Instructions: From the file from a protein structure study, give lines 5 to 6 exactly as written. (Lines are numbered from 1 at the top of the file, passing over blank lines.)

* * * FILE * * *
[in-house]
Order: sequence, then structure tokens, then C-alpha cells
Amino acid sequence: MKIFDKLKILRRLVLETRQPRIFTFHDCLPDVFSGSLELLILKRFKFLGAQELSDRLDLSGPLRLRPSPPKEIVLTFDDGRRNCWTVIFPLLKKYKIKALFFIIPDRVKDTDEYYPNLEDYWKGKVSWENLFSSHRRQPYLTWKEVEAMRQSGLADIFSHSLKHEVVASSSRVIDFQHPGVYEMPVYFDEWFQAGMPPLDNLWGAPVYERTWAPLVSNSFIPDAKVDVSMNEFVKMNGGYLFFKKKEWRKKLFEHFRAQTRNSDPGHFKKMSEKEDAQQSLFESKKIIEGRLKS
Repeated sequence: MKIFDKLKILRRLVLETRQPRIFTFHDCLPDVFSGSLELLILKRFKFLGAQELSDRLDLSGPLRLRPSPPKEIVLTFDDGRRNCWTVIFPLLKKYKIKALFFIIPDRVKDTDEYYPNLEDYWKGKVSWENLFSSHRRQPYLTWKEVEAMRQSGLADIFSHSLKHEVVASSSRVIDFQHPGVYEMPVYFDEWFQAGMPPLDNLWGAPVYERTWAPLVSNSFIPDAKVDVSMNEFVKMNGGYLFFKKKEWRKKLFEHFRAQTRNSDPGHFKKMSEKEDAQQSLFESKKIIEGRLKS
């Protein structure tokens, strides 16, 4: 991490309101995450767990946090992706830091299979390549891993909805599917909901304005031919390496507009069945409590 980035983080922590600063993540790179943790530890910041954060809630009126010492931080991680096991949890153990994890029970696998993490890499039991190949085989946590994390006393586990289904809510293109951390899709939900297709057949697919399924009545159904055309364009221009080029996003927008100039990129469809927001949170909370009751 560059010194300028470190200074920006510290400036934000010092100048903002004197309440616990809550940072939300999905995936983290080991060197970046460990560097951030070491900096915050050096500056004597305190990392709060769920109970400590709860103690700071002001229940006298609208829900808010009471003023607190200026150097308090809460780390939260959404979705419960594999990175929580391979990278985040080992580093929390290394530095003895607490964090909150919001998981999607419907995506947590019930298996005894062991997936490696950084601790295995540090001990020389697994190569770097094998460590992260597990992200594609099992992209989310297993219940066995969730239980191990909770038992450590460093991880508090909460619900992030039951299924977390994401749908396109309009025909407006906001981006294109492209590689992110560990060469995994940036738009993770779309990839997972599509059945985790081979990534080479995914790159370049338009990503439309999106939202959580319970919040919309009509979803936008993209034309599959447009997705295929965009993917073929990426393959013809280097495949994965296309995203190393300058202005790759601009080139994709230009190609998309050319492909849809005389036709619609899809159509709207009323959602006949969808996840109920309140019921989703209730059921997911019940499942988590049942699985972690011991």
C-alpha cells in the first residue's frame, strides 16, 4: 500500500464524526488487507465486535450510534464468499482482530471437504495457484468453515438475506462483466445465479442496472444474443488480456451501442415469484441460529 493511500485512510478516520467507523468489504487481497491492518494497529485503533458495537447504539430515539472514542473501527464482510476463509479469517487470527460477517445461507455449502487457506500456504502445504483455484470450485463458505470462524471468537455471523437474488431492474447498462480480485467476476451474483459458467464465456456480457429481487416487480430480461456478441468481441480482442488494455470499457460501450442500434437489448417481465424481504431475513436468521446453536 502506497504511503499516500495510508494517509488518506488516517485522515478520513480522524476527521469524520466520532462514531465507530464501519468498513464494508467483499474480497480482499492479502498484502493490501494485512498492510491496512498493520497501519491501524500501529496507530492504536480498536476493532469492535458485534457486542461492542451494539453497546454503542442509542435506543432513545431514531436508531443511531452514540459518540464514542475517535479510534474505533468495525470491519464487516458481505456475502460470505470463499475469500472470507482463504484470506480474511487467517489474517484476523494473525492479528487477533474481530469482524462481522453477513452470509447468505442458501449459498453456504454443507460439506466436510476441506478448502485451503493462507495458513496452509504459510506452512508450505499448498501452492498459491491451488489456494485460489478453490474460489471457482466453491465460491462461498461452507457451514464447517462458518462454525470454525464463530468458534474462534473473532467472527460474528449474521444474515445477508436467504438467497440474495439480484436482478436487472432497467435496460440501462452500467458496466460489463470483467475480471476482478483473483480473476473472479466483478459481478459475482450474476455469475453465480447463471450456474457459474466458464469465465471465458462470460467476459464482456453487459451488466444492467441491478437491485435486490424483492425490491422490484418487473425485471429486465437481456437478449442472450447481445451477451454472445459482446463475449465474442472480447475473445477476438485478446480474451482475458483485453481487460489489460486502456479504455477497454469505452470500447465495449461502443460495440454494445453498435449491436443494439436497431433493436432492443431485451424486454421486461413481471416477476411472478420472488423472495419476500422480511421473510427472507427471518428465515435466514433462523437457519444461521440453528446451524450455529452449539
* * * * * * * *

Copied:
């Protein structure tokens, strides 16, 4: 991490309101995450767990946090992706830091299979390549891993909805599917909901304005031919390496507009069945409590 980035983080922590600063993540790179943790530890910041954060809630009126010492931080991680096991949890153990994890029970696998993490890499039991190949085989946590994390006393586990289904809510293109951390899709939900297709057949697919399924009545159904055309364009221009080029996003927008100039990129469809927001949170909370009751 560059010194300028470190200074920006510290400036934000010092100048903002004197309440616990809550940072939300999905995936983290080991060197970046460990560097951030070491900096915050050096500056004597305190990392709060769920109970400590709860103690700071002001229940006298609208829900808010009471003023607190200026150097308090809460780390939260959404979705419960594999990175929580391979990278985040080992580093929390290394530095003895607490964090909150919001998981999607419907995506947590019930298996005894062991997936490696950084601790295995540090001990020389697994190569770097094998460590992260597990992200594609099992992209989310297993219940066995969730239980191990909770038992450590460093991880508090909460619900992030039951299924977390994401749908396109309009025909407006906001981006294109492209590689992110560990060469995994940036738009993770779309990839997972599509059945985790081979990534080479995914790159370049338009990503439309999106939202959580319970919040919309009509979803936008993209034309599959447009997705295929965009993917073929990426393959013809280097495949994965296309995203190393300058202005790759601009080139994709230009190609998309050319492909849809005389036709619609899809159509709207009323959602006949969808996840109920309140019921989703209730059921997911019940499942988590049942699985972690011991």
C-alpha cells in the first residue's frame, strides 16, 4: 500500500464524526488487507465486535450510534464468499482482530471437504495457484468453515438475506462483466445465479442496472444474443488480456451501442415469484441460529 493511500485512510478516520467507523468489504487481497491492518494497529485503533458495537447504539430515539472514542473501527464482510476463509479469517487470527460477517445461507455449502487457506500456504502445504483455484470450485463458505470462524471468537455471523437474488431492474447498462480480485467476476451474483459458467464465456456480457429481487416487480430480461456478441468481441480482442488494455470499457460501450442500434437489448417481465424481504431475513436468521446453536 502506497504511503499516500495510508494517509488518506488516517485522515478520513480522524476527521469524520466520532462514531465507530464501519468498513464494508467483499474480497480482499492479502498484502493490501494485512498492510491496512498493520497501519491501524500501529496507530492504536480498536476493532469492535458485534457486542461492542451494539453497546454503542442509542435506543432513545431514531436508531443511531452514540459518540464514542475517535479510534474505533468495525470491519464487516458481505456475502460470505470463499475469500472470507482463504484470506480474511487467517489474517484476523494473525492479528487477533474481530469482524462481522453477513452470509447468505442458501449459498453456504454443507460439506466436510476441506478448502485451503493462507495458513496452509504459510506452512508450505499448498501452492498459491491451488489456494485460489478453490474460489471457482466453491465460491462461498461452507457451514464447517462458518462454525470454525464463530468458534474462534473473532467472527460474528449474521444474515445477508436467504438467497440474495439480484436482478436487472432497467435496460440501462452500467458496466460489463470483467475480471476482478483473483480473476473472479466483478459481478459475482450474476455469475453465480447463471450456474457459474466458464469465465471465458462470460467476459464482456453487459451488466444492467441491478437491485435486490424483492425490491422490484418487473425485471429486465437481456437478449442472450447481445451477451454472445459482446463475449465474442472480447475473445477476438485478446480474451482475458483485453481487460489489460486502456479504455477497454469505452470500447465495449461502443460495440454494445453498435449491436443494439436497431433493436432492443431485451424486454421486461413481471416477476411472478420472488423472495419476500422480511421473510427472507427471518428465515435466514433462523437457519444461521440453528446451524450455529452449539